Around this time last year I wrote to Les Murray, Australia’s greatest contemporary poet, to ask if he would sit for me. His reply was quick and came to me by a postcard from his On Bunyah collection of poems.
“Dear Ray, how could I refuse a portraitist from the Krambach side of Burrell Creek who wants to paint me? You are welcome to try! Hurry, though, I turn 80 this year.”
There was an urgency in his messages and yet, he continued to reply by postcard to arrange the logistics. When I asked if he had computer so we could email about our arrangements he simply said, “We do have a computer – and we are taken by your simple portraits in their colours and shades.”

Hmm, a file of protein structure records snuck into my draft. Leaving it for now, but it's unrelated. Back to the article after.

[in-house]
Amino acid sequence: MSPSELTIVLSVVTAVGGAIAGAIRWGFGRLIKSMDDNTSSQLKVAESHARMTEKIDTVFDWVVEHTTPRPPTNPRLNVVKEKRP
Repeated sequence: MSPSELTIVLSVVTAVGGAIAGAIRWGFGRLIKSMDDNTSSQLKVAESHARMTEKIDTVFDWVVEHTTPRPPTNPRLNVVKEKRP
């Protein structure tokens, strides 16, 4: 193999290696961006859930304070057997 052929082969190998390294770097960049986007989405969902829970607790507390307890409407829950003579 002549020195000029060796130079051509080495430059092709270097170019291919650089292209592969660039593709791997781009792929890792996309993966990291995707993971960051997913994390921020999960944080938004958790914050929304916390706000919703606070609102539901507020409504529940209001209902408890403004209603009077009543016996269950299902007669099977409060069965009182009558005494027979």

The last postcard was in June 2018, we had arranged a date and he said “I’ll be 10 days into my 80th year, but my wrinkles don’t seem to be developing too fast.”
It was the last I heard from him. When I drove to Burrell Creek on the arranged date on October, he was already in hospital.
Hoping he’d recover, I started a large canvas of him with brown paddocks, a black dog being jettisoned from the sky. I always thought I’d finish it with him.
I feel incredibly sad with his death. Not just for the loss of a great man, a loss to the world of words but also a loss of a country boy standing their ground, carving out territory on their own ground. Ever since high school when he wrote the back cover copy for our anthology, We are the future, I’ve felt an invisible thread between us – and even in death it’s not broken, his voice, through his poetry will live with all of us.
I will finish the portrait.